"The history of Eureka lies in its future." - Lambert Molinelli, 1878


The author/editor of the Eureka Miner owns common shares of local mining stocks, General Moly (GMO) and Newmont Mining (NEM); together with benchmark miner Freeport-McMoRan (FCX). Please do your own research, markets can turn on you faster than a feral cat.

Friday, September 25, 2009

Is Dr. Doom Right Again?

Morning Miners!

It is 6:27 AM, a little late for the Colonel but we had to make coffee the old fashion way this morning. The Bunn blew a heating coil and it was back to paper, funnel and water on the stove. At least we're pouring boiling water on that famous Raine's TGIF coffee. Hey, here's a tip. Next time you go there to pickup your own TGIF, ask Scott for their red label brand. I think it has a little more zing for closing out the week than his standard blue label. Give him a hey-howdy from the ole Colonel!

If you have been following lately, you may have tired from all the attention I've been giving metals. They may hold the key to the health of global recovery but the message has been a toughie to read. While gold has gone up and the dollar weakened, most metals have remained pretty soft. Yesterday we looked at the base industrial group and there seemed to be some signs of life. That read probably springs from the my eternal optimism more than any startling break to the upside. Today's news doesn't help. Thanks to MineWeb, I found an interesting article on copper in yesterday's China Daily:

Shanghai copper prices fall

Here's some thoughts from Yingxi Yu, analyst at Barclays Capital:

"We are seeing early signs of demand picking up in the world outside China, but I won't say that there is conclusive evidence that this is happening at a pace that is significant...Our view is copper is well supported, but to drive the next leg of the rally, it's going to take much more than China and the dollar."

According to this article, China's apparent copper demand fell 13.9 percent in August from July, following a slide in imports by the world's top consumer of many base metals. The China Daily notes further:

"Analysts expected the drop in Chinese copper imports after record purchases in the first half, but had anticipated demand elsewhere would pick up fast enough to offset the slack.

LME copper stocks have climbed around 30 percent from early July to 331,775 tons on Tuesday, while inventories of the industrial metal surged to more than five-year highs at 104,248 tons in Shanghai last week." (China Daily, 9/24/2009)

Ouch. This reminds me of what economist Nouriel Roubini (aka Dr. Doom) told miners at the Diggers and Dealers mining conference in Western Australia earlier this August. You may remember that he earned his moniker by predicting our present economic plight several years ago with nearly 100% accuracy. We covered his remarks in the Report (Moly Hits Magic Number, Dr. Doom Speaks to Miners):

"In the short term there has been a massive stockpiling of commodities by China," Dr. Doom continued, "My concern is that China might have accumulated an inventory of commodities that is probably excessive to the growth of their own economy."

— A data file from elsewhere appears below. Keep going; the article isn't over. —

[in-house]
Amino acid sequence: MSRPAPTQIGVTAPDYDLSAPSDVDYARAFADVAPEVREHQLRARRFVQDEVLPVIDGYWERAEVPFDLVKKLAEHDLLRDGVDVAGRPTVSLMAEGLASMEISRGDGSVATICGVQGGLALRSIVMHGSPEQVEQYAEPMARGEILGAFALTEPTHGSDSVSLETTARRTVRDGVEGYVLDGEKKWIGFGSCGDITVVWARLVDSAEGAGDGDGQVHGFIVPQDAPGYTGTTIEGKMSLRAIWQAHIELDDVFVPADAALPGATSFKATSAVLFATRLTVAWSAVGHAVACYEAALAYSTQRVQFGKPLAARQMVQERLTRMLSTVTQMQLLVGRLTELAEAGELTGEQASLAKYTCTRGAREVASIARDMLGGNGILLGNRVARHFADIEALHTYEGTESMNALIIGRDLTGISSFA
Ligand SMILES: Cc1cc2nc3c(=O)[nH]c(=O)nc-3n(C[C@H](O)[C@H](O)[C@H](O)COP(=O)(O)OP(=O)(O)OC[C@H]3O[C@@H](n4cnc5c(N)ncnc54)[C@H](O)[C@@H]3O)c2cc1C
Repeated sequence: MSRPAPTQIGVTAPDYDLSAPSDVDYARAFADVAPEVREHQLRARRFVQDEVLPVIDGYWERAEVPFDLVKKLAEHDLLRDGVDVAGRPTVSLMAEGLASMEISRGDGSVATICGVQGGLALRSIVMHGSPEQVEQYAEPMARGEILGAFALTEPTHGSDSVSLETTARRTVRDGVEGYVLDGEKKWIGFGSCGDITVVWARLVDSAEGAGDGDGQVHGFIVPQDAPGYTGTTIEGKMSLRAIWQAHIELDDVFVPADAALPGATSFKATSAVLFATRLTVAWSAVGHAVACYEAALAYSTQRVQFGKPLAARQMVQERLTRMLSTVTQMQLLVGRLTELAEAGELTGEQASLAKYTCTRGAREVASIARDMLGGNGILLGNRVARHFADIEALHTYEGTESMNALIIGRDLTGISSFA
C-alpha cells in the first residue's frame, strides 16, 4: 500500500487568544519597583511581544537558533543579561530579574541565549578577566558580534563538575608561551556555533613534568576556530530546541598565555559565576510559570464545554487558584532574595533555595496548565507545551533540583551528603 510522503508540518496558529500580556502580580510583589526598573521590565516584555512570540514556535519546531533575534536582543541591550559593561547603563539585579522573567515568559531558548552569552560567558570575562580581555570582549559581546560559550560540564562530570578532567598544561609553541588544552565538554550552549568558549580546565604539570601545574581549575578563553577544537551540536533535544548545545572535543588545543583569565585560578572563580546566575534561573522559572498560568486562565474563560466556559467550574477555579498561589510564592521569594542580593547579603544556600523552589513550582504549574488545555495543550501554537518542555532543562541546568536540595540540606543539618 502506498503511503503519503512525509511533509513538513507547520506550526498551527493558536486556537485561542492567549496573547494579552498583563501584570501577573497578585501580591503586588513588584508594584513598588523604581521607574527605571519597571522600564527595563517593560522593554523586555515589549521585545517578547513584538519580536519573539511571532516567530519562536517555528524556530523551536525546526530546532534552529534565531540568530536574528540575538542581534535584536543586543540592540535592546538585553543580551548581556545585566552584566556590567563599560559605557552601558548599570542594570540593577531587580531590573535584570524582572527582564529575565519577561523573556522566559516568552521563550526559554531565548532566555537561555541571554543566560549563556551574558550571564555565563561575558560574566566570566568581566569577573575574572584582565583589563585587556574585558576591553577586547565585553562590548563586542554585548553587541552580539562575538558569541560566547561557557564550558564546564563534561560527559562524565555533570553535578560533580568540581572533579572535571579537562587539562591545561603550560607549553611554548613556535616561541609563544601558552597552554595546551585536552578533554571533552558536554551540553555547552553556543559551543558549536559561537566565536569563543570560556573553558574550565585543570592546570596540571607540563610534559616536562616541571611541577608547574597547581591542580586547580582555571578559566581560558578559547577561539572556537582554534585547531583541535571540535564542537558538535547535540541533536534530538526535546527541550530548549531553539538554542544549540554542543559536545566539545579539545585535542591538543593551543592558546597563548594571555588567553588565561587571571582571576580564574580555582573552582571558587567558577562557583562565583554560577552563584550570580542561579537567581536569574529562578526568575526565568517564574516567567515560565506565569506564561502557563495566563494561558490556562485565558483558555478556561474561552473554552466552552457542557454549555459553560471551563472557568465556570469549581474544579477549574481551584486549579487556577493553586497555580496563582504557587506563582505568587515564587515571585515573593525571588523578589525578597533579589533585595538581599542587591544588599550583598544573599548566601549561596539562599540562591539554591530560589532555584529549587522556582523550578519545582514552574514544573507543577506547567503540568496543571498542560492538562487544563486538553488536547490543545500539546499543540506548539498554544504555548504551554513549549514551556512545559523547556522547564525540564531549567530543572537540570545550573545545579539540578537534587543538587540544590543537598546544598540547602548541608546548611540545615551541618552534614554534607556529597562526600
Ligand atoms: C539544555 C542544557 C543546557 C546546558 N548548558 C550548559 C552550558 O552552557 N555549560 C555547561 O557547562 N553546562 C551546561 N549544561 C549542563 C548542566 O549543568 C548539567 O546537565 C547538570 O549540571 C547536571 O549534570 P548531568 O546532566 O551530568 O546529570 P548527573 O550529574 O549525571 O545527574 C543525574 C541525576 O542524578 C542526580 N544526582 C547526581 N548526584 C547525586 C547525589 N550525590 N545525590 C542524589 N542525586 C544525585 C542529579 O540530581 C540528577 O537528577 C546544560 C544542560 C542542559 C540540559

Roubini concludes:

"The risk in the second half of this year is that the rate of accumulation in China must slow down -- one of the factors that a downside correction in commodity prices, however modest, may occur."

Here we are buckaroos, well into the second half of the year and the metals picture isn't all that rosy. If copper truly is our biggest canary in the global recovery mineshaft, it looks like she might be taking a break at the bottom of her cage. Fortunately, Roubini predicts a rise in commodity prices next year. Molybdenum, a byproduct of copper mining, took another small notch down to $14 yesterday. Ironically, moly hit $16.50 when Dr. Doom was speaking to miners down under. I stuck my neck out yesterday and made a beer bet that it would return to that level before Christmas (Where Do We Go From Here? Ask the Metals). Will the Colonel be buying Dr. Doom a beer? Stay tuned.

Gold is getting battered again today.

Enough gloomy-doomy, let's walk the walk:

CAUTION: 4-WD is ON (the VIX or "fear index" pushes above 25 for the second day, off-road conditions for markets possible what's this?)

Yellow light is ON for possible adverse regulation/legislation (mercury emissions)

Otherwise, all lights are green on the Eureka Outlook Dashboard (upper right, what's this?)

Oil is up $0.32 in early trading to $66.21 (November contract); Gold is down $10.2 to $988.7 (December contract, most active); Silver is down $0.245 to $16.050 (December contract); Copper is up $.0035 to $2.7130 (December contract); Molybdenum drops to $14.00.

The DOW is down 23.43 points to 9684.01; the S&P 500, down 3.90 points to 1046.88. The miners are mixed:

Barrick (ABX) $36.06 down 1.01%
Newmont (NEM) $42.86 down 0.97%
General Moly (Eureka Moly, LLC) (GMO) $3.12 up 1.63%
Freeport McMoran (FCX) $68.26 down 0.23% (a bellwether mining stock spanning gold, copper & molybdenum)

Steel stocks are down, (a "tell" for General Moly):

Nucor (NUE) $47.08 down 1.57% - domestic steel manufacturing
ArcelorMittal (MT) $37.17 down 2.70% - global steel producer
POSCO (PKX) $101.65 down 1.72% - South Korean integrated steel producer

The Eureka Miner's Grubstake Portfolio is down 0.49% to $1,180,349.71(what is this?).


Colonel Possum

Headline Photograph by Mariana Titus

Roubini photo: Reuters

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